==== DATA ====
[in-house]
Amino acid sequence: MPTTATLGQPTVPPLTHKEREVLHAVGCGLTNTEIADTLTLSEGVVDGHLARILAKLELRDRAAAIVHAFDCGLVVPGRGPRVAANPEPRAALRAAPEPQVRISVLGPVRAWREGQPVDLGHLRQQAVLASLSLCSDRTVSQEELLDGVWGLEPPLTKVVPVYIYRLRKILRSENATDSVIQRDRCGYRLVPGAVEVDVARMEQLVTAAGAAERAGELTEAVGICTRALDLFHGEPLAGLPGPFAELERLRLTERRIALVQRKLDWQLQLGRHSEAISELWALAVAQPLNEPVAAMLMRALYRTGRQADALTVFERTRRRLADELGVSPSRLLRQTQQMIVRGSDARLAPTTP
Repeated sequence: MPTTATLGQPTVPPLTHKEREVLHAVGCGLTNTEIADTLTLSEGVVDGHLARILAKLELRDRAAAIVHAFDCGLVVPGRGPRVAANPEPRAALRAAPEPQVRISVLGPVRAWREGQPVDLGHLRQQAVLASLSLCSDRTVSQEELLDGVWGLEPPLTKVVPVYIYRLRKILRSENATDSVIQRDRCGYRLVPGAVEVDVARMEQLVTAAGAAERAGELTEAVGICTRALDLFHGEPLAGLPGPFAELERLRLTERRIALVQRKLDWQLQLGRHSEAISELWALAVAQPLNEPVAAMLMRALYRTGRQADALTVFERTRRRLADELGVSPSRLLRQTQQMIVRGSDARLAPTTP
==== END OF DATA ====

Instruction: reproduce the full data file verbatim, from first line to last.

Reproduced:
[in-house]
Amino acid sequence: MPTTATLGQPTVPPLTHKEREVLHAVGCGLTNTEIADTLTLSEGVVDGHLARILAKLELRDRAAAIVHAFDCGLVVPGRGPRVAANPEPRAALRAAPEPQVRISVLGPVRAWREGQPVDLGHLRQQAVLASLSLCSDRTVSQEELLDGVWGLEPPLTKVVPVYIYRLRKILRSENATDSVIQRDRCGYRLVPGAVEVDVARMEQLVTAAGAAERAGELTEAVGICTRALDLFHGEPLAGLPGPFAELERLRLTERRIALVQRKLDWQLQLGRHSEAISELWALAVAQPLNEPVAAMLMRALYRTGRQADALTVFERTRRRLADELGVSPSRLLRQTQQMIVRGSDARLAPTTP
Repeated sequence: MPTTATLGQPTVPPLTHKEREVLHAVGCGLTNTEIADTLTLSEGVVDGHLARILAKLELRDRAAAIVHAFDCGLVVPGRGPRVAANPEPRAALRAAPEPQVRISVLGPVRAWREGQPVDLGHLRQQAVLASLSLCSDRTVSQEELLDGVWGLEPPLTKVVPVYIYRLRKILRSENATDSVIQRDRCGYRLVPGAVEVDVARMEQLVTAAGAAERAGELTEAVGICTRALDLFHGEPLAGLPGPFAELERLRLTERRIALVQRKLDWQLQLGRHSEAISELWALAVAQPLNEPVAAMLMRALYRTGRQADALTVFERTRRRLADELGVSPSRLLRQTQQMIVRGSDARLAPTTP